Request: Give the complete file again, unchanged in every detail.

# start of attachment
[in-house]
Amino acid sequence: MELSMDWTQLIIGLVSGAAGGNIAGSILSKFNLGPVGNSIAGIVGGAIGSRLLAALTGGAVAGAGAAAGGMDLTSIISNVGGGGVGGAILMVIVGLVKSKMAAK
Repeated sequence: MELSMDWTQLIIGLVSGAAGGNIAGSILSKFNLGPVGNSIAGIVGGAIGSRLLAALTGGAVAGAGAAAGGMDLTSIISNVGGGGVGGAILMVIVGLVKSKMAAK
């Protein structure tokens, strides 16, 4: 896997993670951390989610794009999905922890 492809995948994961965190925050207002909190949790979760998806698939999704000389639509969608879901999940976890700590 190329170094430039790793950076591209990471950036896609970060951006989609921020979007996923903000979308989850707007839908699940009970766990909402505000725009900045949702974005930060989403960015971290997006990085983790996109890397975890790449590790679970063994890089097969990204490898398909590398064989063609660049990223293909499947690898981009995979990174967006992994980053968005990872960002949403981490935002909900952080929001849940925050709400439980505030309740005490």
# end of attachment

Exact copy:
[in-house]
Amino acid sequence: MELSMDWTQLIIGLVSGAAGGNIAGSILSKFNLGPVGNSIAGIVGGAIGSRLLAALTGGAVAGAGAAAGGMDLTSIISNVGGGGVGGAILMVIVGLVKSKMAAK
Repeated sequence: MELSMDWTQLIIGLVSGAAGGNIAGSILSKFNLGPVGNSIAGIVGGAIGSRLLAALTGGAVAGAGAAAGGMDLTSIISNVGGGGVGGAILMVIVGLVKSKMAAK
């Protein structure tokens, strides 16, 4: 896997993670951390989610794009999905922890 492809995948994961965190925050207002909190949790979760998806698939999704000389639509969608879901999940976890700590 190329170094430039790793950076591209990471950036896609970060951006989609921020979007996923903000979308989850707007839908699940009970766990909402505000725009900045949702974005930060989403960015971290997006990085983790996109890397975890790449590790679970063994890089097969990204490898398909590398064989063609660049990223293909499947690898981009995979990174967006992994980053968005990872960002949403981490935002909900952080929001849940925050709400439980505030309740005490």